The most agile governments know that it is not enough to get people from abroad on R&D contracts—a truly sustainable model will build competence and skills across the population in preparation for tomorrow.
Defining the millennial generation as demanding may sound unfair, but I do not use this phrase in a negative sense. This best-educated generation in the history of humankind expect a lot from the countries and cities they live in, as well as from their employers. “A lot” does not necessarily mean ultra-fast Wi-Fi and a Starbucks on every corner. It means something more than simply cultural and leisure offerings or sustainable transportation.
According to Forbes, millennials want “connection to causes.” This generation wants to live, study and work in places and under conditions where they can have a positive impact on their community and ensure a good future for their children. If a country or a company wants to pull the brightest of the bright, the promise of a high salary is not enough. Meaningful employment is key, and if it is lost, millennials leave.
Every innovative country and employer should analyze these demands and expectations. This process is not necessarily due to the need for brains to help solve dilemmas in defense, transportation or medicine. The big consequence of the Fourth Industrial Revolution is the fact that both developed and developing countries face exponential challenges stemming from the automation and robotics. The majority of routine tasks at some point will probably be performed by machines.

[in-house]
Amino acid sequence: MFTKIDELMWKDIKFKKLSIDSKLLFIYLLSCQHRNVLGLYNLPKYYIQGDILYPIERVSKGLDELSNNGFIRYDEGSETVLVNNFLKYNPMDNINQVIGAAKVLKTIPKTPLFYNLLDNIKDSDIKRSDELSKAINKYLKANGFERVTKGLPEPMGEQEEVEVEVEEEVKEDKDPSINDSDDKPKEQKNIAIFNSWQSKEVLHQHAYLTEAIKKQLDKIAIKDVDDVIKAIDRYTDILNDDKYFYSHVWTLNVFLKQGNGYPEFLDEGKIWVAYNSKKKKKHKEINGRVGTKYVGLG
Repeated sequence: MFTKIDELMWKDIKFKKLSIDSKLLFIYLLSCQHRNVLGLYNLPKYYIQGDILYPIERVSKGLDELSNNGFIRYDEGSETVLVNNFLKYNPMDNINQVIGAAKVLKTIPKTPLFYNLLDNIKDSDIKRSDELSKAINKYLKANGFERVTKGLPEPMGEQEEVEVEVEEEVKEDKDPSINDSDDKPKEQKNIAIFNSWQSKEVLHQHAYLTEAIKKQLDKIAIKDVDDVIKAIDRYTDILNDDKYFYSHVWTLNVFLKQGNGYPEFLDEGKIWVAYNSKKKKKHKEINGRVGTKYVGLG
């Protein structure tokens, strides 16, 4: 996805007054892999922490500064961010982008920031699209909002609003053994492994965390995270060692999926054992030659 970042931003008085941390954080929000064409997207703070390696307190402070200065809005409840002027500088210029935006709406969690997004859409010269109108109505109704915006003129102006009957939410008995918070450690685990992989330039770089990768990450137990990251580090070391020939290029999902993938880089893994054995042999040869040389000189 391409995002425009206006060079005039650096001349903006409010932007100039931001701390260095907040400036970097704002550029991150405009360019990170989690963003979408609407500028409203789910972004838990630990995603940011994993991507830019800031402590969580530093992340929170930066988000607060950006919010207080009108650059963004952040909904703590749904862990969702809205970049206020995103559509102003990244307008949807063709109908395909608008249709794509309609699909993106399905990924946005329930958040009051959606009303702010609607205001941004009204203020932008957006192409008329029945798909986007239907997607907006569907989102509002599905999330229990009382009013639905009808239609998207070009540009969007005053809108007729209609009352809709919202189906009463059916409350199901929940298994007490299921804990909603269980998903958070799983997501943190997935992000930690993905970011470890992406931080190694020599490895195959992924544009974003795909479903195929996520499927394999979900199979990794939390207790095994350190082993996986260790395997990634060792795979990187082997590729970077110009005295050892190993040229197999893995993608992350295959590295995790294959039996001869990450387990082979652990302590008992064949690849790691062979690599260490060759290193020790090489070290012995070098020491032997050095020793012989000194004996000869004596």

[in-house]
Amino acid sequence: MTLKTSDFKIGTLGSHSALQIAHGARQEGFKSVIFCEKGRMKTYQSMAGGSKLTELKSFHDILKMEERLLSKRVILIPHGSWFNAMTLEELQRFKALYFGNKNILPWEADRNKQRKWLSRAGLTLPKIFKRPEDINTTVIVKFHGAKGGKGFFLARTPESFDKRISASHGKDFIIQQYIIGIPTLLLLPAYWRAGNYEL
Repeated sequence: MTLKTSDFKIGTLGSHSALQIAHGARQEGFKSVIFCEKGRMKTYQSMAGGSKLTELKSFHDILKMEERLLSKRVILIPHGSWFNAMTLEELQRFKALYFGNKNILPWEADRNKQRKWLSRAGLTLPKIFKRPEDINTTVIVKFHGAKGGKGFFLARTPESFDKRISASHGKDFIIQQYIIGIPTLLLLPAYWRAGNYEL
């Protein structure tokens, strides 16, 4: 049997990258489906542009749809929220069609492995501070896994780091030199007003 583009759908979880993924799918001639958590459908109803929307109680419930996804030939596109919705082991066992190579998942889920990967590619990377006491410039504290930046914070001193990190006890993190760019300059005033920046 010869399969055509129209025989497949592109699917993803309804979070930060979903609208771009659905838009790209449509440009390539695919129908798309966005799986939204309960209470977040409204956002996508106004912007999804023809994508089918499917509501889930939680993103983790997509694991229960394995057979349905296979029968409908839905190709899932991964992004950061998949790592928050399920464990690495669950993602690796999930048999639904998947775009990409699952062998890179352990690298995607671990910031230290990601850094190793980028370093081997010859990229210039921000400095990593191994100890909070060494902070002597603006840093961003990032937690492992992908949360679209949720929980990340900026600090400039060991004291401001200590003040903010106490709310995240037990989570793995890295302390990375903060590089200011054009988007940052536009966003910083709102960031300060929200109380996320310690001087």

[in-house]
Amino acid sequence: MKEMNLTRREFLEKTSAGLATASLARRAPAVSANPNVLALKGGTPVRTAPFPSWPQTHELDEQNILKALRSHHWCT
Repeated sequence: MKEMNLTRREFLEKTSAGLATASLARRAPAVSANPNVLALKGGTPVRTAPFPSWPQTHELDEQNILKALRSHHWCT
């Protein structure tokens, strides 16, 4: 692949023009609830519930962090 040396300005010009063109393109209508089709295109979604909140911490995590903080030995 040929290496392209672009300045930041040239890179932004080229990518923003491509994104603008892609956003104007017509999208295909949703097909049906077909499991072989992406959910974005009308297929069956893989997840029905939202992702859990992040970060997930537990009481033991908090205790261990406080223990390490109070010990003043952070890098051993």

Therefore, as suggested in Pearson’s report on the future of employment, “investments in skills must be at the centre of any long-term strategy for adjusting to structural change.” Also, according to the Global Human Capital Report, “building up deep, diverse and resilient talent pools and skills ecosystems in their economies that allow for inclusive participation in good quality, skilled jobs by the largest possible number of people,” thanks to the insights, recommendations and experience of these brightest minds, can serve as a tremendous benefit to receiving countries—and the cause millennials want to be associated with.
In another part of the report, the authors try to convince their readers that “[h]ow nations develop their human capital can be a more important determinant of their long-term success than virtually any other factor.” The most agile governments know that it is not enough to get people from abroad on R&D contracts—a truly sustainable model will build competence and skills across the population in preparation for tomorrow.
Highly educated and skilled employees from various parts of the world bring with them ideas for innovative education and life-long learning and hence should serve as an inspiration for future-oriented reforms of educational systems in the countries to which they migrate.
Note from the CPD Blog Manager: This article is Part III of a three-part series on knowledge diplomacy as a significant soft power tool, with a focus on major trends defining international relations in the field of talent and knowledge. Read Part I and Part II.